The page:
Coronavirus: Everything you need to know about the NHS contact-tracing app
How do I download the app? Will it work on my phone? Does it track my location? Your questions answered about the new NHS COVID-19 app.
The launch of a new COVID-19 contact-tracing app has been called "an important step forward in our fight against this invisible killer" by Health Secretary Matt Hancock. But what does the app do and how will it work?
Here's what you need to know:
How do I download the NHS COVID-19 app?
The app is available on Apple’s App Store on iOS or Google’s Play Store for Android devices.
After downloading, users will be met with details about what the app does and a privacy notice. The app will then ask for permission to use Bluetooth to carry out automatic contact tracing, as well as the ability to receive notifications, should someone you have been near report symptoms or have a positive test returned. Prompts will appear on-screen asking people to allow the app to access these features.
Next, you will need to provide the first part of your postcode, which is used to show the risk level in your local area.
When you visit a venue, such as a restaurant or bar, there may be a QR code that allows you to check-in at the business.
Does the app track my location?
No, the app does not request access to GPS features on your phone, meaning it can’t track your movements.
The only things the app will ask permission for is to use Bluetooth in the background, which essentially allows the contact tracing process to work.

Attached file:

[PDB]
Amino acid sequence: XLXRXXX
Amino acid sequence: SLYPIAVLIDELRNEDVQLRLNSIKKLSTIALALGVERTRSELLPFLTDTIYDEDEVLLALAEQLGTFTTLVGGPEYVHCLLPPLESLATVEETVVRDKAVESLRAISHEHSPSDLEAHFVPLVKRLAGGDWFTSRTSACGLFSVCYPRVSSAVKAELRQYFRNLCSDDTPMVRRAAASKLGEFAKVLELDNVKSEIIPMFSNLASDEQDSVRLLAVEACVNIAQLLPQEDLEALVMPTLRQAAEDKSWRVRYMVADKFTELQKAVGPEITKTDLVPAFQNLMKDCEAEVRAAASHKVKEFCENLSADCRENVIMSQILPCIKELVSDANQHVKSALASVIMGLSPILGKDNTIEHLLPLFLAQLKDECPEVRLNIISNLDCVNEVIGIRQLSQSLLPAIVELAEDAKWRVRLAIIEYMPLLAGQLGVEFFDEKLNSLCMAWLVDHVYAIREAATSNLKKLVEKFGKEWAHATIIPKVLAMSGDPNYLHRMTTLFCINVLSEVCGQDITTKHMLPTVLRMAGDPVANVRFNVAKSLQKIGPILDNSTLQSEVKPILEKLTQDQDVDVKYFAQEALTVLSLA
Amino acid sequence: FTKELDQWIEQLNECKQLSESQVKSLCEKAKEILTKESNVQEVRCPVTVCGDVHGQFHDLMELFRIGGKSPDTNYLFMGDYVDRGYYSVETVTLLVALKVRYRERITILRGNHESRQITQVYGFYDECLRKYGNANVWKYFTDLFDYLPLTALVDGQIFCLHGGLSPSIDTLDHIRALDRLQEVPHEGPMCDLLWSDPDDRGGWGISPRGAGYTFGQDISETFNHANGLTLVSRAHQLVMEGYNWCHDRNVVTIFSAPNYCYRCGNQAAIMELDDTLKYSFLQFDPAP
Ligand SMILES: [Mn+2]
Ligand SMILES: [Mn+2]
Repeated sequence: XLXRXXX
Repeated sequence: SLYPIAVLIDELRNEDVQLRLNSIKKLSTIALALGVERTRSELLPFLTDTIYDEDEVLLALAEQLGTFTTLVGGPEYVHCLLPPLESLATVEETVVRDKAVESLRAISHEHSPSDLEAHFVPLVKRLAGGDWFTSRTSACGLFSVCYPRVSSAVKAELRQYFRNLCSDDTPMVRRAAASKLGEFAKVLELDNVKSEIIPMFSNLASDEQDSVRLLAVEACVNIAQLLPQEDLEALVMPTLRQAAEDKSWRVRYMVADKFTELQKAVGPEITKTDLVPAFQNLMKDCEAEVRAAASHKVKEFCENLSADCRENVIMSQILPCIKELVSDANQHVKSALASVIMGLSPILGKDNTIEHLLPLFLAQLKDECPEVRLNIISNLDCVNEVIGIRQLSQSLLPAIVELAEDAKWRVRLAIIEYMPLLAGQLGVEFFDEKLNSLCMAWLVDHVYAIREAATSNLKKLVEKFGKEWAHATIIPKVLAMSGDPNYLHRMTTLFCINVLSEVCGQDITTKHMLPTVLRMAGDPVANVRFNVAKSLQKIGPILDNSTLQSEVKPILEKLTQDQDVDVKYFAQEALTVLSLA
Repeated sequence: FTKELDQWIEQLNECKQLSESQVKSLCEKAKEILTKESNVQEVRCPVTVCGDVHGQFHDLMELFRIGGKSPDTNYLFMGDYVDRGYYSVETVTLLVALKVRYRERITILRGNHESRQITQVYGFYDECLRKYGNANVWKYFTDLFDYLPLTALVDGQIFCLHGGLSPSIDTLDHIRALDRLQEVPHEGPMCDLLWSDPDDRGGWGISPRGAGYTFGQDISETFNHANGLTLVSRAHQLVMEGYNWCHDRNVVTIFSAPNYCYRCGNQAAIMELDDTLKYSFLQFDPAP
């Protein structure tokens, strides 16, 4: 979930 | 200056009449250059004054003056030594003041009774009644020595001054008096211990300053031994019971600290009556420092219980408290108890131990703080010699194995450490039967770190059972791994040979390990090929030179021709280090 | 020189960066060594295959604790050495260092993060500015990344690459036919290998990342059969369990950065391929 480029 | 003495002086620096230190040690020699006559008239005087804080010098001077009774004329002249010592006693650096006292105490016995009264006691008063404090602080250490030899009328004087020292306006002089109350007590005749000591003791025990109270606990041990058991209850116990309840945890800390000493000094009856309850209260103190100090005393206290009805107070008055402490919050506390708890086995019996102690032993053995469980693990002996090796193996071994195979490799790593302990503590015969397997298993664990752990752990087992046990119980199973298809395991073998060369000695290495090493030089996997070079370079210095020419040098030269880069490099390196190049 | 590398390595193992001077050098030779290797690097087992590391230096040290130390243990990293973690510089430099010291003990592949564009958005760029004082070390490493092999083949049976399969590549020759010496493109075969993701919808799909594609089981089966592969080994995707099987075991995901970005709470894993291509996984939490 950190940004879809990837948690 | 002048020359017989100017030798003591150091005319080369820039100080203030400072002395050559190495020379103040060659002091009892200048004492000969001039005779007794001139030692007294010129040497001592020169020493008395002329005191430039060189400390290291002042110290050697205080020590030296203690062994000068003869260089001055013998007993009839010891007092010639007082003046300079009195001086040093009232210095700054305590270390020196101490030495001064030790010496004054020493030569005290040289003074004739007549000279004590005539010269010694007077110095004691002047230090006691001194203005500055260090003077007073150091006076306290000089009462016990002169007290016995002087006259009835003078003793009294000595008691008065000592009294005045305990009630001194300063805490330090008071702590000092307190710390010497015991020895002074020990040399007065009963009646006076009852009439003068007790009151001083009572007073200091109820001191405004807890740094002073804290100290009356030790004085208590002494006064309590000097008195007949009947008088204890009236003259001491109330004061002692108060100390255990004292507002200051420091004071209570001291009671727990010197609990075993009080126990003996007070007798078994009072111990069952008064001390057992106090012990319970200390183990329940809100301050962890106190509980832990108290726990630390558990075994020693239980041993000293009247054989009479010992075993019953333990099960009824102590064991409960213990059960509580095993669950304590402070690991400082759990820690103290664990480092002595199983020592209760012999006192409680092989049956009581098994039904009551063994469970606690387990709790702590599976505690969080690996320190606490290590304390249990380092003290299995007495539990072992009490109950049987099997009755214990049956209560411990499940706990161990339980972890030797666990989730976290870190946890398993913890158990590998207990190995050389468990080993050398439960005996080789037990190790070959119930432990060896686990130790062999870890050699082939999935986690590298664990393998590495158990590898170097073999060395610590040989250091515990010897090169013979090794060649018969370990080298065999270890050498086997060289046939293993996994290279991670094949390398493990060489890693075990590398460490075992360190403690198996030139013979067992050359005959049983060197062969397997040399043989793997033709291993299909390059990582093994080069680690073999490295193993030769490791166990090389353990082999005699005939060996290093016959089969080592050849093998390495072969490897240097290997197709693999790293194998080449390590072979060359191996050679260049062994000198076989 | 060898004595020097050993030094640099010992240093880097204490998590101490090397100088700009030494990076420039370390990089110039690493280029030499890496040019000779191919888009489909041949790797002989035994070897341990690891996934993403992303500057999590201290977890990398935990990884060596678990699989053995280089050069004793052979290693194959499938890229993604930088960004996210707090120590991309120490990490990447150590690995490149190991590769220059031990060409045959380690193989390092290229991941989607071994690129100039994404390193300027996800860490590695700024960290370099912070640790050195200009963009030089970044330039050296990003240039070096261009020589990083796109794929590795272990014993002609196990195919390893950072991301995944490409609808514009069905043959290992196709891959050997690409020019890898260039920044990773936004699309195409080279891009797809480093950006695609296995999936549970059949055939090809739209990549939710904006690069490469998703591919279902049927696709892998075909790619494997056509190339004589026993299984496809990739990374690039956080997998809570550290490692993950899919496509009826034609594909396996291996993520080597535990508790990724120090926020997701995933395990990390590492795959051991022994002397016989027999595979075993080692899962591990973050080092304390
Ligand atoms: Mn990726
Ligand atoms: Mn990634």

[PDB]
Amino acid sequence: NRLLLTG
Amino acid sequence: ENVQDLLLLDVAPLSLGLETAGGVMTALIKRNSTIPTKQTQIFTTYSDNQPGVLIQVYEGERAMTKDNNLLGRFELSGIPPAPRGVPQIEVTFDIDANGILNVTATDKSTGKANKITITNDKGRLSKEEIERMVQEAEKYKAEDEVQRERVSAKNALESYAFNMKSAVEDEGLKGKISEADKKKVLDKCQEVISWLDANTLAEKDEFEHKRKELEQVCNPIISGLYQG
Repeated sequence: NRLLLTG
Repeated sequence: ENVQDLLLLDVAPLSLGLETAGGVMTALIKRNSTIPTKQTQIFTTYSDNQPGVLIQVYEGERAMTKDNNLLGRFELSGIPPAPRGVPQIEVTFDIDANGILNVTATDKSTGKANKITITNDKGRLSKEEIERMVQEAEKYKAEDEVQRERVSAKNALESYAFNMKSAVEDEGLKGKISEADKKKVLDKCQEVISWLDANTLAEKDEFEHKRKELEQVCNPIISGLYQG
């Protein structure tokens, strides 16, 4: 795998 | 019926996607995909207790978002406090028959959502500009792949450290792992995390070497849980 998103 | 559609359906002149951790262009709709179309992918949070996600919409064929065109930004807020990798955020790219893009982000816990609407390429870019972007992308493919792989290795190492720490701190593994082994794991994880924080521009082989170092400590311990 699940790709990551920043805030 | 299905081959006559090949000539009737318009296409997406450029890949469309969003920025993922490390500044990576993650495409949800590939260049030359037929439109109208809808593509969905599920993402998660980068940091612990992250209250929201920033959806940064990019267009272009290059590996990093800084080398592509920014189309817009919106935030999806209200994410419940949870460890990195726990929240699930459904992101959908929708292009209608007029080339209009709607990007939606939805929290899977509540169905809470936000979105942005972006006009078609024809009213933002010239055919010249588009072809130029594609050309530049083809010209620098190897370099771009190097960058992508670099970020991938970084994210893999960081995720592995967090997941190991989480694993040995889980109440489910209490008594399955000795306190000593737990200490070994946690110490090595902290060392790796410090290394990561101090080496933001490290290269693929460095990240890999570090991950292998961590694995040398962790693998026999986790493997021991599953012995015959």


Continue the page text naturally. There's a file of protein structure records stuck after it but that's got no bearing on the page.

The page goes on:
It also needs notifications, to alert you if someone who was close to you has tested positive for the virus.
Does it work on every smartphone?
No. While the app is available on iOS and Android operating systems, it will not work on older handsets. Those unable to access the app are urged to continue using traditional contact tracing services instead.
The NHS COVID-19 app requires Apple iPhone users to be running the iOS 13.5 version of the firm’s software, released last year but available to devices several years older. The oldest possible iPhone device you can use it on is 2015’s iPhone 6s.
Users of Google’s Android operating system require version 6.0, which was rolled out in 2015, or higher.
Such a cut-off point exists because the technology used to power the app, including how Bluetooth is used to carrying out contact tracing, is only available in the later versions of smartphone software and cannot be supported on older devices.
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According to Apple figures, 92 per cent of all iPhone devices it has introduced in the last four years globally are running at least iOS 13. An iPhone running iOS 13 is able to upgrade to the 13.5 version required to access the app.
A number of recently released Huawei smartphones, including the Mate 30 series and the P40 series, are also not currently able to download the app because those devices do not have access to Google’s app store.
Do I have to use the app?
No, the app is entirely voluntary.
Businesses have started displaying QR code posters making it easier for anyone entering their facilities to scan and check in, but venues are expected to keep a paper log for anyone not using the app.